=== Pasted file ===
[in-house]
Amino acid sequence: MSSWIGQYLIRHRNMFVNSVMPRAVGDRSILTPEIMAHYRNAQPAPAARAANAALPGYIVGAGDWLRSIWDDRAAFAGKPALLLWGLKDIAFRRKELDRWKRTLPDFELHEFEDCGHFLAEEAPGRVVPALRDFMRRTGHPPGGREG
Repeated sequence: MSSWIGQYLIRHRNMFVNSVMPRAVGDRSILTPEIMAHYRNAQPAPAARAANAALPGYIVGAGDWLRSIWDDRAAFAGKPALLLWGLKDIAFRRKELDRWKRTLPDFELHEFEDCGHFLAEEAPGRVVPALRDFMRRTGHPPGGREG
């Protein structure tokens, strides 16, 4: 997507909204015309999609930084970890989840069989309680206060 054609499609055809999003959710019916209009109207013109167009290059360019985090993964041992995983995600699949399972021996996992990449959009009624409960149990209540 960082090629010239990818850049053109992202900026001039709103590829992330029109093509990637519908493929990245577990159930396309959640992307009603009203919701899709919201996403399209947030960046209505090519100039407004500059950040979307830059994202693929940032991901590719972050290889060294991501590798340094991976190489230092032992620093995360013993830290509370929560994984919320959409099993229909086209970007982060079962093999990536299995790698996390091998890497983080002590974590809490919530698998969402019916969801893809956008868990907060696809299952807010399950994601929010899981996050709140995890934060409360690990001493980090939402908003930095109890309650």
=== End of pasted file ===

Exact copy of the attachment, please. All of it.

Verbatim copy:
[in-house]
Amino acid sequence: MSSWIGQYLIRHRNMFVNSVMPRAVGDRSILTPEIMAHYRNAQPAPAARAANAALPGYIVGAGDWLRSIWDDRAAFAGKPALLLWGLKDIAFRRKELDRWKRTLPDFELHEFEDCGHFLAEEAPGRVVPALRDFMRRTGHPPGGREG
Repeated sequence: MSSWIGQYLIRHRNMFVNSVMPRAVGDRSILTPEIMAHYRNAQPAPAARAANAALPGYIVGAGDWLRSIWDDRAAFAGKPALLLWGLKDIAFRRKELDRWKRTLPDFELHEFEDCGHFLAEEAPGRVVPALRDFMRRTGHPPGGREG
């Protein structure tokens, strides 16, 4: 997507909204015309999609930084970890989840069989309680206060 054609499609055809999003959710019916209009109207013109167009290059360019985090993964041992995983995600699949399972021996996992990449959009009624409960149990209540 960082090629010239990818850049053109992202900026001039709103590829992330029109093509990637519908493929990245577990159930396309959640992307009603009203919701899709919201996403399209947030960046209505090519100039407004500059950040979307830059994202693929940032991901590719972050290889060294991501590798340094991976190489230092032992620093995360013993830290509370929560994984919320959409099993229909086209970007982060079962093999990536299995790698996390091998890497983080002590974590809490919530698998969402019916969801893809956008868990907060696809299952807010399950994601929010899981996050709140995890934060409360690990001493980090939402908003930095109890309650």